Manuscripts should be submitted online at www.mdpi.com by registering and logging in to this website. Once you are registered, click here to go to the submission form. Manuscripts can be submitted until the deadline. All papers will be peer-reviewed. Accepted papers will be published continuously in the journal (as soon as accepted) and will be listed together on the special issue website. Research articles, review articles as well as short communications are invited. For planned papers, a title and short abstract (about 100 words) can be sent to the Editorial Office for announcement on this website.

Submitted manuscripts should not have been published previously, nor be under consideration for publication elsewhere (except conference proceedings papers). All manuscripts are thoroughly refereed through a single-blind peer-review process. A guide for authors and other relevant information for submission of manuscripts is available on the Instructions for Authors page. Infrastructures is an international peer-reviewed open access quarterly journal published by MDPI.

Please visit the Instructions for Authors page before submitting a manuscript. The Article Processing Charge (APC) is waived for well-prepared manuscripts submitted to this issue. Submitted papers should be well formatted and use good English. Authors may use MDPI's English editing service prior to publication or during author revisions.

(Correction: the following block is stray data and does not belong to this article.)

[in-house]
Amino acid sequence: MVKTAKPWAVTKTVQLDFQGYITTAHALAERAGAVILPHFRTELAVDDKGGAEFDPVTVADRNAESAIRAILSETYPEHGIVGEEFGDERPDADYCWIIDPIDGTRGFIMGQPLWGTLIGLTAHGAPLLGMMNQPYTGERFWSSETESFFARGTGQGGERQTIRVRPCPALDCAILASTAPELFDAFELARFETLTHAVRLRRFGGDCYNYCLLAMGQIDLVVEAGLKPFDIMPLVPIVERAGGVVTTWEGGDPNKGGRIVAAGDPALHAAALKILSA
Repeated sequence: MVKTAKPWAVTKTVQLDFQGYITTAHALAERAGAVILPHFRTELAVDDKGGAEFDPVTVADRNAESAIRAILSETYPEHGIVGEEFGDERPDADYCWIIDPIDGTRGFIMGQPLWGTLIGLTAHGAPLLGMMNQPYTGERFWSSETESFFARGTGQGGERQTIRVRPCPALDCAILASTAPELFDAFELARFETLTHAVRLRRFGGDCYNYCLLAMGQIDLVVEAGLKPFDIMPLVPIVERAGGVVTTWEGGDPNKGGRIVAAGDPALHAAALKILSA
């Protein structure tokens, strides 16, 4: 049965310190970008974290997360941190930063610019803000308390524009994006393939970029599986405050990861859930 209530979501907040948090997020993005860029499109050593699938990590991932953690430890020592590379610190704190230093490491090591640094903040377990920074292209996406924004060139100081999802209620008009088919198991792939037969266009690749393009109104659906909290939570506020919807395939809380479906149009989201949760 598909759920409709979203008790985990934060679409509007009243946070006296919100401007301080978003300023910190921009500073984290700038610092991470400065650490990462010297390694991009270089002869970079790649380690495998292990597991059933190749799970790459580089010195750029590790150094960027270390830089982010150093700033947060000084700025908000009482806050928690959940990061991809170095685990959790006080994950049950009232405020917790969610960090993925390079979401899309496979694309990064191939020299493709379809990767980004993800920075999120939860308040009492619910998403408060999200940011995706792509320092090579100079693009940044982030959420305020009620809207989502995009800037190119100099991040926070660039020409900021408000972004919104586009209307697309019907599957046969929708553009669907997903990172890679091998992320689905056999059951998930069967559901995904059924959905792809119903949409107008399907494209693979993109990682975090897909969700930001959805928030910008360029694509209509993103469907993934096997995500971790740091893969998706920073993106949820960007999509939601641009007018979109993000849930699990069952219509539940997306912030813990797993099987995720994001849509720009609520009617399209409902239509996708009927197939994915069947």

Keywords

  • effective pavement structural design
  • modelling
  • flexible and rigid pavements
  • mix design
  • bituminous and alternative materials
  • recycled asphalt materials
  • compaction
  • real-time monitoring
  • maintenance
  • specifications

Published Papers (2 papers)

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Research

Open AccessArticle Peat Fibers and Finely Ground Peat Powder for Application in Asphalt
Infrastructures 2019, 4(1), 3; https://doi.org/10.3390/infrastructures4010003
Received: 20 November 2018 / Revised: 12 December 2018 / Accepted: 28 December 2018 / Published: 4 January 2019
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Abstract
In this study, the feasibility of a natural peat fiber and finely ground peat powder as a modifier for bitumen was investigated. Initially, the as-received peat material was characterized in detail: the material was ground to various degrees, separated into fiber and powder [...] Read more.